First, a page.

Public relations, propaganda and poison: a case study of South African press coverage of the Vanderbijlpark water pollution crisis and Mittal Steel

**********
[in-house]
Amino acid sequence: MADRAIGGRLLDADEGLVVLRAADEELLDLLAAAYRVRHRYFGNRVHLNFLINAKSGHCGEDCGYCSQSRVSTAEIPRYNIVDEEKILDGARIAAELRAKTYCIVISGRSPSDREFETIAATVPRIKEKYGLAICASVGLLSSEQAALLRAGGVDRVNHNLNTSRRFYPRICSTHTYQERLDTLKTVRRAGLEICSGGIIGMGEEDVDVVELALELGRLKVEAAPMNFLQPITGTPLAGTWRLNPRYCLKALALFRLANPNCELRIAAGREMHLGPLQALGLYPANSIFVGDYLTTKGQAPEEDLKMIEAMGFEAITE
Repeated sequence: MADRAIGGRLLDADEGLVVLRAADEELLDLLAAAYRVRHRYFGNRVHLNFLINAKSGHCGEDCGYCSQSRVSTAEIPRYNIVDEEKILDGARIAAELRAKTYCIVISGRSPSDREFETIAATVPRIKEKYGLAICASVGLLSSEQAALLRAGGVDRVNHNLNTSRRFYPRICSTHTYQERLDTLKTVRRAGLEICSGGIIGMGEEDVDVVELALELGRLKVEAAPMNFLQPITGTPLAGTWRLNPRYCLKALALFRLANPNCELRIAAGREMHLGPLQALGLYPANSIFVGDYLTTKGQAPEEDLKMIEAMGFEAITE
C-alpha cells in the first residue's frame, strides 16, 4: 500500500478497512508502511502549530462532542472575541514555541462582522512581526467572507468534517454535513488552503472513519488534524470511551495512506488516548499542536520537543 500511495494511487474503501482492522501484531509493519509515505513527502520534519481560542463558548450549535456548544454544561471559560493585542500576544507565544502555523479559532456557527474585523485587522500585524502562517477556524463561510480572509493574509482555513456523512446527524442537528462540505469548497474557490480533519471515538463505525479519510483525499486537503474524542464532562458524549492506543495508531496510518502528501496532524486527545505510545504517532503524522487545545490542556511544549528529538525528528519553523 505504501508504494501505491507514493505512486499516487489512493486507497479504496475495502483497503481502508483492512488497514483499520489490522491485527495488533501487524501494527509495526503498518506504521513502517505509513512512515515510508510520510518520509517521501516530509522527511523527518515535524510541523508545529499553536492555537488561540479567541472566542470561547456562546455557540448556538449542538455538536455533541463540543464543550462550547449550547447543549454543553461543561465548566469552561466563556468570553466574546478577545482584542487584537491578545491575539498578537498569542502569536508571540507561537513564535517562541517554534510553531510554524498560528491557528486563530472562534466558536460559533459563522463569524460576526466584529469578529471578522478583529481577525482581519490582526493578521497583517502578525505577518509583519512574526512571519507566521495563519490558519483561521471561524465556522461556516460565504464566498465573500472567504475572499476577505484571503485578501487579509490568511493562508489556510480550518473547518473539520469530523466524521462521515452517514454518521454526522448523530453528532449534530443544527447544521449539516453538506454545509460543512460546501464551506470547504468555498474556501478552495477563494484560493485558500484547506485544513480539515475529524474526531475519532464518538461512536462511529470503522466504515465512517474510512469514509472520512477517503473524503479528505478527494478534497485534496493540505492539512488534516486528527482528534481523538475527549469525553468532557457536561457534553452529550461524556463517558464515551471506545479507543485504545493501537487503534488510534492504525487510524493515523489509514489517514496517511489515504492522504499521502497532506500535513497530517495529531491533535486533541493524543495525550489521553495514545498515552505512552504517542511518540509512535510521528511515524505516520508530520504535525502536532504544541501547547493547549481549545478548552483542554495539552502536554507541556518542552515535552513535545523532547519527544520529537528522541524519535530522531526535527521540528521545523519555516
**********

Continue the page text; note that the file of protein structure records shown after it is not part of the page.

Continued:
Abstract This study provides an account of the media coverage from The Star and The Citizen that dealt with the topic of water pollution in the Vanderbijlpark area. The first research question of this study asked how much coverage this issue had received in the two newspapers analysed. The second research question asked what this coverage of the issue looked like. The quantitative findings revealed that very few articles dealt with this topic from either publication, especially in relation to the corporation responsible for this pollution, namely Mittal Steel (previously Iscor). The qualitative findings involved thematic content analysis revealing themes such as legal conflict, sourcing, greenwashing and environmental reporting. A particular concern raised by this study was the use of sources and attribution in the articles. The local community was provided with very few opportunities to express their own concerns about the water pollution problem. It was found that most articles made extensive use of ‘official sources’ and representatives from the corporation and various government departments. A very limited number of articles provided the local community with public representation and described the situation in detail. This study concluded that these two publications had in fact failed in their responsibilities as the ‘fourth estate’ by providing very little coverage of the issue and by relying on official sources and public relations personnel.